ELY – Ely City Council members last week agreed to transfer land in the city’s business park to the Ely Veterinary Clinic for one dollar, following three decades of lease payments of more than …
ELY – Ely City Council members last week agreed to transfer land in the city’s business park to the Ely Veterinary Clinic for one dollar, following three decades of lease payments of more than $18,000 by the business.
Earlier this year, the council had sought to sell the property, located on Miner’s Drive, to clinic operator Chip Hanson for $10,000.
Hanson appeared before the council on April 16 to discuss the issue and present his opinion on the possible transaction. “This is not a normal real estate transaction,” he said. “If I don’t like the deal, I can’t just walk away from it. I have to somehow obtain the property. I have started to talk to people about the eventual sale of the business, and nobody will touch it if it is on leased land.”
In a letter to the city council and the projects committee, Hanson said the city had originally been unable to sell the land to him due to issues over land title.
“If, in fact, the land could have been sold at that time, we would have bought it at that time,” Hanson said. “It couldn’t legally be sold so that’s why this lease agreement was put into effect.”
Hanson said he tried to obtain the land a couple of times over the past 28 years. “I pushed to see if we could get this resolved, but never had much luck in getting anything to happen. For 28 years, I’ve paid a lease that totals somewhere between $18,000 and $19,000,” he said. “I also paid property tax on the building and the land,” he said.
Hanson noted that the city has been able to sell other business park parcels, including to Steger Designs, located next door to his veterinary clinic. “Property was sold to Steger’s, at that time, for $15,000, and the money was waived through jobs created in that business,” he said.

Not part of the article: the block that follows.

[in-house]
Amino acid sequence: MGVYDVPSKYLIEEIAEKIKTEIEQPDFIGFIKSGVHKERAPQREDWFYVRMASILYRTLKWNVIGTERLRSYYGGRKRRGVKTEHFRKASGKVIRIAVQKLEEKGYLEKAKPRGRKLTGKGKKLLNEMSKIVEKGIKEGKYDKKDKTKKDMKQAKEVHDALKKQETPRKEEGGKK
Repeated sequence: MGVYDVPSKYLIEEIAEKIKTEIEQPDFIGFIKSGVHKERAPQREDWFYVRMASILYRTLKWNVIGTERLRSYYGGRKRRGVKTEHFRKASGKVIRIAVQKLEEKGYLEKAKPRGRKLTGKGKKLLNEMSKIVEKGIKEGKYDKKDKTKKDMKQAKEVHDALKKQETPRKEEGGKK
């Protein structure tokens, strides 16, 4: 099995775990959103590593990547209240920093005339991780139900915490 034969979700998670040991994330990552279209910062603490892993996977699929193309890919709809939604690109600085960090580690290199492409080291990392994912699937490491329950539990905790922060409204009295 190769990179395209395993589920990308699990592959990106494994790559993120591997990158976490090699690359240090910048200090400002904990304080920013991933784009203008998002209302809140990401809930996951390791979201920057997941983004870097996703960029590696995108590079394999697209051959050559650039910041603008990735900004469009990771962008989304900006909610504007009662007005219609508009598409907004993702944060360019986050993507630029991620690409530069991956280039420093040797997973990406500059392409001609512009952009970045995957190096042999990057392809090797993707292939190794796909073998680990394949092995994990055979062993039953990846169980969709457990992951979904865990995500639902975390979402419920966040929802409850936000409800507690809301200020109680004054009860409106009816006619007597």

He asked for the same consideration, noting that the clinic currently employs 11 people, “probably with a significantly higher average wage than the jobs at Steger’s,” he said.
“I feel, that though it took years to do it, I have already paid for this parcel of land,” Hanson wrote. “Actually over-paid a bit.”
Earlier this year, the council sought $16,000 from Hanson for the land parcel, and then offered the discounted price of $10,000. The offer appeared to be dead, but Hanson’s recent letter and appearance before the council last week seemed to prompt a change in heart from council members.
Mayor Chuck Novak said the property tax payments should be set aside in the discussion, because they would have been paid regardless of a lease or ownership of the land. “But you make a good argument on the lease payments. We took the action that we did, because that was a reasonable amount (for the land),” Novak said.
Following the discusion, council members voted 6-1 to sell the land to Hanson for one buck. Paul Kess cast the lone “no” vote. “In fairness to the taxpayer, we should be getting some value,” Kess said.
In other business, the council:
Passed the second reading of a resolution regulating food truck vendors and transient merchants.
Approved attendance by members of the city council and staff at the Coalition of Greater Minnesota Cities Lobby Day and Ice Cream Social on Wednesday, May 8 in St. Paul.
Agreed with the recommendation from the Projects Committee to apply to the Department of Iron Range Resources and Rehabilitation for funding for a downtown fiber project.